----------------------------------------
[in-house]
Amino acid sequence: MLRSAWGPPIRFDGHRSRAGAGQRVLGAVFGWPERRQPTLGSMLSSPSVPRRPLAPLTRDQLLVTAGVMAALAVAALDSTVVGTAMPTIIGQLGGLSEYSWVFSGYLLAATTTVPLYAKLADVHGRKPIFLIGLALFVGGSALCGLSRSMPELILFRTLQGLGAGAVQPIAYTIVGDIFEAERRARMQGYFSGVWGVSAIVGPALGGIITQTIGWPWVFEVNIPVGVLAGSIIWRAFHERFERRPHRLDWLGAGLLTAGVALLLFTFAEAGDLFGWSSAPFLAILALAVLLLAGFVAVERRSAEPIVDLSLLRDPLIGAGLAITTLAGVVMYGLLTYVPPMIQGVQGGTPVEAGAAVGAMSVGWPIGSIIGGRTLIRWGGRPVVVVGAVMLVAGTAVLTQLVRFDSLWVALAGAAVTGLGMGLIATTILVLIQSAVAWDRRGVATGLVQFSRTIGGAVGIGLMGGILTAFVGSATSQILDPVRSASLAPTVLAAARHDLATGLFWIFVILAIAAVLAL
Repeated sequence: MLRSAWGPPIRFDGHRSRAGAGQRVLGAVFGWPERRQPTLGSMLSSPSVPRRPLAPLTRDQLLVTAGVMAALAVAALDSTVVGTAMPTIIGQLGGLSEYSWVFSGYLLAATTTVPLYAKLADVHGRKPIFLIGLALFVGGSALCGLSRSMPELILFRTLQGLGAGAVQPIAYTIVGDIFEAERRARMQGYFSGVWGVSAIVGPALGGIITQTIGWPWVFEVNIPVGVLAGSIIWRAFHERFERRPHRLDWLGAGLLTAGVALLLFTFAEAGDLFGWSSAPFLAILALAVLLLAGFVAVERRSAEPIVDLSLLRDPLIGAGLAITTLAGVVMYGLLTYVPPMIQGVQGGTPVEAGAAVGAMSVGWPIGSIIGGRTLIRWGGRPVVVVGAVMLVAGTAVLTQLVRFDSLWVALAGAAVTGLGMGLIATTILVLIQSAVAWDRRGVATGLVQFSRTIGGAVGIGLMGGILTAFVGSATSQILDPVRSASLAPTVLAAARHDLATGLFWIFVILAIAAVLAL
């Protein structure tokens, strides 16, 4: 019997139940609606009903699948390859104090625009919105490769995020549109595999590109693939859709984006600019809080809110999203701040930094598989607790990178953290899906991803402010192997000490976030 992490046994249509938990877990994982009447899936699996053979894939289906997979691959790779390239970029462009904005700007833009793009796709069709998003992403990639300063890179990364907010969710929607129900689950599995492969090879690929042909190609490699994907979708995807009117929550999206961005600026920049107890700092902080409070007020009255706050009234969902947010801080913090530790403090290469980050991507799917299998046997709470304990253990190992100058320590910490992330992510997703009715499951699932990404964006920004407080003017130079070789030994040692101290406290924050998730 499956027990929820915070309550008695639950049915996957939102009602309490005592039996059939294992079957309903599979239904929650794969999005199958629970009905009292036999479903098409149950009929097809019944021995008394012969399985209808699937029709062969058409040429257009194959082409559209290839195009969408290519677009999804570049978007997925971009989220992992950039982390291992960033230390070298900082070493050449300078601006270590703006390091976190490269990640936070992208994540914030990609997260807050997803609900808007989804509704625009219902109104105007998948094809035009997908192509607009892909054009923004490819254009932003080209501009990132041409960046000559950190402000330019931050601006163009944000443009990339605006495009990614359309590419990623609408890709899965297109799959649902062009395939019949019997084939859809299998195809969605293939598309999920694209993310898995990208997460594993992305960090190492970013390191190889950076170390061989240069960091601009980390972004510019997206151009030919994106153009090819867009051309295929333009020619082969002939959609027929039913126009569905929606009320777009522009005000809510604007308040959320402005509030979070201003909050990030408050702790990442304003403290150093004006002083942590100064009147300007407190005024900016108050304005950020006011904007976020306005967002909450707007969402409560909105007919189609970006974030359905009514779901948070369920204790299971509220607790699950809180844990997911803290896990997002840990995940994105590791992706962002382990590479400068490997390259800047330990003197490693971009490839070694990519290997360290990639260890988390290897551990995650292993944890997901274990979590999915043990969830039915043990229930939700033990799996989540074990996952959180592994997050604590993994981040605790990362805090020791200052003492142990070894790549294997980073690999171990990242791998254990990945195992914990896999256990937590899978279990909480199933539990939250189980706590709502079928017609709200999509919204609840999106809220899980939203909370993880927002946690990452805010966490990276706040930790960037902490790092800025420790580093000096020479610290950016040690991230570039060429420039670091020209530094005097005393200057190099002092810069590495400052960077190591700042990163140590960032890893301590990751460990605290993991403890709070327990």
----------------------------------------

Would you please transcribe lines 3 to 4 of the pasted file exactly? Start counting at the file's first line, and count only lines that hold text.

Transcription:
Repeated sequence: MLRSAWGPPIRFDGHRSRAGAGQRVLGAVFGWPERRQPTLGSMLSSPSVPRRPLAPLTRDQLLVTAGVMAALAVAALDSTVVGTAMPTIIGQLGGLSEYSWVFSGYLLAATTTVPLYAKLADVHGRKPIFLIGLALFVGGSALCGLSRSMPELILFRTLQGLGAGAVQPIAYTIVGDIFEAERRARMQGYFSGVWGVSAIVGPALGGIITQTIGWPWVFEVNIPVGVLAGSIIWRAFHERFERRPHRLDWLGAGLLTAGVALLLFTFAEAGDLFGWSSAPFLAILALAVLLLAGFVAVERRSAEPIVDLSLLRDPLIGAGLAITTLAGVVMYGLLTYVPPMIQGVQGGTPVEAGAAVGAMSVGWPIGSIIGGRTLIRWGGRPVVVVGAVMLVAGTAVLTQLVRFDSLWVALAGAAVTGLGMGLIATTILVLIQSAVAWDRRGVATGLVQFSRTIGGAVGIGLMGGILTAFVGSATSQILDPVRSASLAPTVLAAARHDLATGLFWIFVILAIAAVLAL
């Protein structure tokens, strides 16, 4: 019997139940609606009903699948390859104090625009919105490769995020549109595999590109693939859709984006600019809080809110999203701040930094598989607790990178953290899906991803402010192997000490976030 992490046994249509938990877990994982009447899936699996053979894939289906997979691959790779390239970029462009904005700007833009793009796709069709998003992403990639300063890179990364907010969710929607129900689950599995492969090879690929042909190609490699994907979708995807009117929550999206961005600026920049107890700092902080409070007020009255706050009234969902947010801080913090530790403090290469980050991507799917299998046997709470304990253990190992100058320590910490992330992510997703009715499951699932990404964006920004407080003017130079070789030994040692101290406290924050998730 499956027990929820915070309550008695639950049915996957939102009602309490005592039996059939294992079957309903599979239904929650794969999005199958629970009905009292036999479903098409149950009929097809019944021995008394012969399985209808699937029709062969058409040429257009194959082409559209290839195009969408290519677009999804570049978007997925971009989220992992950039982390291992960033230390070298900082070493050449300078601006270590703006390091976190490269990640936070992208994540914030990609997260807050997803609900808007989804509704625009219902109104105007998948094809035009997908192509607009892909054009923004490819254009932003080209501009990132041409960046000559950190402000330019931050601006163009944000443009990339605006495009990614359309590419990623609408890709899965297109799959649902062009395939019949019997084939859809299998195809969605293939598309999920694209993310898995990208997460594993992305960090190492970013390191190889950076170390061989240069960091601009980390972004510019997206151009030919994106153009090819867009051309295929333009020619082969002939959609027929039913126009569905929606009320777009522009005000809510604007308040959320402005509030979070201003909050990030408050702790990442304003403290150093004006002083942590100064009147300007407190005024900016108050304005950020006011904007976020306005967002909450707007969402409560909105007919189609970006974030359905009514779901948070369920204790299971509220607790699950809180844990997911803290896990997002840990995940994105590791992706962002382990590479400068490997390259800047330990003197490693971009490839070694990519290997360290990639260890988390290897551990995650292993944890997901274990979590999915043990969830039915043990229930939700033990799996989540074990996952959180592994997050604590993994981040605790990362805090020791200052003492142990070894790549294997980073690999171990990242791998254990990945195992914990896999256990937590899978279990909480199933539990939250189980706590709502079928017609709200999509919204609840999106809220899980939203909370993880927002946690990452805010966490990276706040930790960037902490790092800025420790580093000096020479610290950016040690991230570039060429420039670091020209530094005097005393200057190099002092810069590495400052960077190591700042990163140590960032890893301590990751460990605290993991403890709070327990």